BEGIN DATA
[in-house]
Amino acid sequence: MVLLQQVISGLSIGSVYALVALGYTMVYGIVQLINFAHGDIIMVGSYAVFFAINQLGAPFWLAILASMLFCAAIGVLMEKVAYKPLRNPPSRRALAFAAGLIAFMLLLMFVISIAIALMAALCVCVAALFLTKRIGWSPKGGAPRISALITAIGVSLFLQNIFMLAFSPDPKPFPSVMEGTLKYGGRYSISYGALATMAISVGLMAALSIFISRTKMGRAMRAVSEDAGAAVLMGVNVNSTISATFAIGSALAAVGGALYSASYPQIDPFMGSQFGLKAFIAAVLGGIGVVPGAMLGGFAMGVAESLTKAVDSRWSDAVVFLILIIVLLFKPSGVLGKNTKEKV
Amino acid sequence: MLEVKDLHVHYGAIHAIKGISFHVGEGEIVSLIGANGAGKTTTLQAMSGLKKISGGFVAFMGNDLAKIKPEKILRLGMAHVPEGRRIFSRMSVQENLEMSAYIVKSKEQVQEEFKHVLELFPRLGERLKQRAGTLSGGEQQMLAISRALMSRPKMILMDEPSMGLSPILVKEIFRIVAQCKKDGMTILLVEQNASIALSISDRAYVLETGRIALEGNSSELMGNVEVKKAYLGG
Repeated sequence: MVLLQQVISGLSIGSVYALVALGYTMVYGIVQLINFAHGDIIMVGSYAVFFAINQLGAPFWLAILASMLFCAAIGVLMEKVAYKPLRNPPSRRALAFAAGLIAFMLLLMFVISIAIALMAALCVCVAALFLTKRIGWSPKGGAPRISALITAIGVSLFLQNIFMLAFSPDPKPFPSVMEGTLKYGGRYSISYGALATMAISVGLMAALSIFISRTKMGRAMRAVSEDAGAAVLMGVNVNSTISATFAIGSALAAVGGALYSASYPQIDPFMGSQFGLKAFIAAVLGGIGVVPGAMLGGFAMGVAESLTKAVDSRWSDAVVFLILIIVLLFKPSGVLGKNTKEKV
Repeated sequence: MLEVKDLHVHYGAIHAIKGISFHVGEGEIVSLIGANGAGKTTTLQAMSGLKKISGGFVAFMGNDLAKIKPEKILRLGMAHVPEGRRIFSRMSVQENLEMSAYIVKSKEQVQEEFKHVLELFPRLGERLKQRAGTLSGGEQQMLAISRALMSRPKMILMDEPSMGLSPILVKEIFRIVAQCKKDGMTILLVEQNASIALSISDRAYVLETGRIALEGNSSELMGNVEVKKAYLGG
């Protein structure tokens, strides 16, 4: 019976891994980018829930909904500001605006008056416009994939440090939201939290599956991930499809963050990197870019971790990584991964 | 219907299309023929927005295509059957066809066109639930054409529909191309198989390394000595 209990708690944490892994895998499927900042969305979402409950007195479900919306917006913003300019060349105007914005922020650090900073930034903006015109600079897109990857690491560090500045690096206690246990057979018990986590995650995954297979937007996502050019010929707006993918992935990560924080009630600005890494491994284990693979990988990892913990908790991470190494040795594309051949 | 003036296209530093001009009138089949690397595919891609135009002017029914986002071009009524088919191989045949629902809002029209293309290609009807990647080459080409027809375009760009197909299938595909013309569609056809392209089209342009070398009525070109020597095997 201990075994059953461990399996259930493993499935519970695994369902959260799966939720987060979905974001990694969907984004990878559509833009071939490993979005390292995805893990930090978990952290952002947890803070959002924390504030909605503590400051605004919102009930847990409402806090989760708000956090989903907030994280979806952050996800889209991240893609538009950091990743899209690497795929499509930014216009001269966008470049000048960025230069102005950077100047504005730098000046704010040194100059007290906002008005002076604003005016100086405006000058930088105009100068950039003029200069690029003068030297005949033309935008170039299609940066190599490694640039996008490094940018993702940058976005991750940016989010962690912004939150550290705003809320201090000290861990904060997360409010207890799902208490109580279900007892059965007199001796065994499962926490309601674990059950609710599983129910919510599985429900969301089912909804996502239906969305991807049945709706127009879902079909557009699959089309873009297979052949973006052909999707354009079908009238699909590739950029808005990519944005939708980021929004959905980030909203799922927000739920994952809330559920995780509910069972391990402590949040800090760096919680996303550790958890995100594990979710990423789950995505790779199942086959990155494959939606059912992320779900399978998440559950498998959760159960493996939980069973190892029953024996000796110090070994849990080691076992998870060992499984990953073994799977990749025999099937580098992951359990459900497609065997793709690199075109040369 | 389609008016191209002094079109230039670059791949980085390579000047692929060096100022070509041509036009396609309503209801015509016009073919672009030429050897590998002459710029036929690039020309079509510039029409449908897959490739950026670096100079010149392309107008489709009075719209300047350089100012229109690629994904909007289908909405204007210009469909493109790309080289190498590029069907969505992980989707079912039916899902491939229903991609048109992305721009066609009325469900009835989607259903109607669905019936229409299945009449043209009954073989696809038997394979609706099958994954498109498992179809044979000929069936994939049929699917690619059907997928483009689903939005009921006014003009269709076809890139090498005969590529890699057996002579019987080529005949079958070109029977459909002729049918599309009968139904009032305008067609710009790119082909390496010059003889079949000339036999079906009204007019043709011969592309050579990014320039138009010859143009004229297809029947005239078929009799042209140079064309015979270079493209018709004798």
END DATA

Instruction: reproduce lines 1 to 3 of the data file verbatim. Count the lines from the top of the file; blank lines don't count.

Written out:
[in-house]
Amino acid sequence: MVLLQQVISGLSIGSVYALVALGYTMVYGIVQLINFAHGDIIMVGSYAVFFAINQLGAPFWLAILASMLFCAAIGVLMEKVAYKPLRNPPSRRALAFAAGLIAFMLLLMFVISIAIALMAALCVCVAALFLTKRIGWSPKGGAPRISALITAIGVSLFLQNIFMLAFSPDPKPFPSVMEGTLKYGGRYSISYGALATMAISVGLMAALSIFISRTKMGRAMRAVSEDAGAAVLMGVNVNSTISATFAIGSALAAVGGALYSASYPQIDPFMGSQFGLKAFIAAVLGGIGVVPGAMLGGFAMGVAESLTKAVDSRWSDAVVFLILIIVLLFKPSGVLGKNTKEKV
Amino acid sequence: MLEVKDLHVHYGAIHAIKGISFHVGEGEIVSLIGANGAGKTTTLQAMSGLKKISGGFVAFMGNDLAKIKPEKILRLGMAHVPEGRRIFSRMSVQENLEMSAYIVKSKEQVQEEFKHVLELFPRLGERLKQRAGTLSGGEQQMLAISRALMSRPKMILMDEPSMGLSPILVKEIFRIVAQCKKDGMTILLVEQNASIALSISDRAYVLETGRIALEGNSSELMGNVEVKKAYLGG